: Why does the candidacy for American presidential elections require the person to raise so much money? On what basis?
: Wouldn't that kind of system jeopardize virtually any kind of democracy by narrowing the participants who contend for political power to those who are supported by a handful of wealthy people (who obviously seem to donate VERY VERY large sums of money to whom they support... At least that's what it looks like to me)? Thus, proving that the democratic system of America is in fact a system where political power is entrusted to a limited few who (obviously) will uphold policies 'generous' to the social class the donaters are in?
Sounds like you know what's up.
Interestingly enough, there is this 'Reform Party' who are fronted primarily by men with their own wealth. According to the last New York Times Magazine, their 'philosophy' is that:
[N]ot all money corrupts, but that other people's money corrupts. In fact, the more money someone has, the less corruptible and the more appealing he is.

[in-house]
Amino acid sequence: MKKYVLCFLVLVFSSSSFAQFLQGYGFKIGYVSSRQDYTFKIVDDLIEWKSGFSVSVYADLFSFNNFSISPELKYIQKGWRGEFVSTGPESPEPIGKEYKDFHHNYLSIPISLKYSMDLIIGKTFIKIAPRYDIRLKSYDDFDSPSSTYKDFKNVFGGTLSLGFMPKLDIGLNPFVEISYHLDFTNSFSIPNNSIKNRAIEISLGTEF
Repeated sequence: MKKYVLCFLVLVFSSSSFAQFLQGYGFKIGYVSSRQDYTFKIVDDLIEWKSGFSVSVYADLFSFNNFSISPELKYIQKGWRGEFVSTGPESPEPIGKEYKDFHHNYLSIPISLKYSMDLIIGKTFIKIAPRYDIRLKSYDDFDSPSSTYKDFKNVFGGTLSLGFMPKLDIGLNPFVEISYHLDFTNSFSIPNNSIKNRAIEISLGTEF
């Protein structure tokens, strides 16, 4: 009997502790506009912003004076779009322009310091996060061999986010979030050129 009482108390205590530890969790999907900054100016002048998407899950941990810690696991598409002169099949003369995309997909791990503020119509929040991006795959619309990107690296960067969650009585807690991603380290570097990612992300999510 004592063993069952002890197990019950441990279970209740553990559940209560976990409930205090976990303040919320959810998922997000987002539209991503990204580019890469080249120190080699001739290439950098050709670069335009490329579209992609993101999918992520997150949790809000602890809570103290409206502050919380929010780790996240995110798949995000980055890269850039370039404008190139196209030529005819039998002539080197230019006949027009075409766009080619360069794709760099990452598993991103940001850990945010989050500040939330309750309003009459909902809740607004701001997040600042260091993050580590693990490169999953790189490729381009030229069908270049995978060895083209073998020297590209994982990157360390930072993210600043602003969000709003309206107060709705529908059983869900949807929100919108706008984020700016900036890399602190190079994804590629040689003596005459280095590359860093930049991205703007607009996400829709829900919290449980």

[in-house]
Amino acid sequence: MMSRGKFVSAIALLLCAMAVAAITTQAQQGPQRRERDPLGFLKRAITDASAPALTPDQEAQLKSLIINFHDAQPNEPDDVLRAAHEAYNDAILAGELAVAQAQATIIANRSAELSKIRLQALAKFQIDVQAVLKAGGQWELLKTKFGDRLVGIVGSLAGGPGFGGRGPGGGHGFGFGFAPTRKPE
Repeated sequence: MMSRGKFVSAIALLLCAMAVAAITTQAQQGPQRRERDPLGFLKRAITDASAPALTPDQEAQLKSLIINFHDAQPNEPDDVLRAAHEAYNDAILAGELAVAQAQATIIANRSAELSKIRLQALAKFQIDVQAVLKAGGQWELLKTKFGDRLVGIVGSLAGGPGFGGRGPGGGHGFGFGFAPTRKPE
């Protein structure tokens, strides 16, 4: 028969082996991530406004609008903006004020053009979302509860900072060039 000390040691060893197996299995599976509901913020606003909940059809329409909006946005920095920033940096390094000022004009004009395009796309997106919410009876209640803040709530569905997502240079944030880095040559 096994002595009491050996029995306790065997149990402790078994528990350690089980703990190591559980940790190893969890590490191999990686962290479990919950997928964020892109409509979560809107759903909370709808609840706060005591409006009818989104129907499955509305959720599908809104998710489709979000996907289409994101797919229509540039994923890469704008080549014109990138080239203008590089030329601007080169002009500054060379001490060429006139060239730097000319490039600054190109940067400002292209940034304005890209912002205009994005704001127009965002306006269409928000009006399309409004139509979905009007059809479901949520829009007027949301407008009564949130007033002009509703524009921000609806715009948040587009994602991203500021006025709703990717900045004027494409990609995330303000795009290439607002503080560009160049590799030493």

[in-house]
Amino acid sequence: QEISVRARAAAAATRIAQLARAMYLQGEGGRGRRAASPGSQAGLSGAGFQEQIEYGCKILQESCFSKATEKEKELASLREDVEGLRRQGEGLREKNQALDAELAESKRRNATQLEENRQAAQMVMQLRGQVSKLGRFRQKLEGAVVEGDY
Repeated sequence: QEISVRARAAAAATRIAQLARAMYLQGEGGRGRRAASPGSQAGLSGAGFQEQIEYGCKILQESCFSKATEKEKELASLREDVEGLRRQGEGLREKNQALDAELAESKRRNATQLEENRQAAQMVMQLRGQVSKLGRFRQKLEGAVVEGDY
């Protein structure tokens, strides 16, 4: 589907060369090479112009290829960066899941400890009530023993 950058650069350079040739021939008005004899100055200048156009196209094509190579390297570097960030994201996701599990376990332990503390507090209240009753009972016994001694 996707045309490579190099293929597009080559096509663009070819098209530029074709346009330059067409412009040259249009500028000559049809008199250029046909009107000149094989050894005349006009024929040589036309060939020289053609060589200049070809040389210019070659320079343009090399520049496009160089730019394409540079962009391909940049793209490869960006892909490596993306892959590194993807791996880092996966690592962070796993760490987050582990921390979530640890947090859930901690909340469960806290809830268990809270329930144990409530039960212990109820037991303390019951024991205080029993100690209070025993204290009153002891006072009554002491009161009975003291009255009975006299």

(New York Times Magazine , 24 October 1999, p. 80.)
Of course, that is Thomas Carlyle's 1800 argument for the restoration of the monarchy in Europe...
: The democracy of ancient Athens limited qualifications for political participation to the upper class - men with enough wealth. The bourgeoisie democracy of the 19th century also limited their voters to the upperclass - men with enough wealth. No women, no workers allowed.
: Though universal suffrage is admitted nowadays, the people who are qualified to enter elections still seem to be limited. Now, frankly, I don't see much difference, nor do I see 'progress' of democracy during all those years.
: Can anybody fill me in?
Comrade, you are filled in.
McSpotlight: Damn, sorry.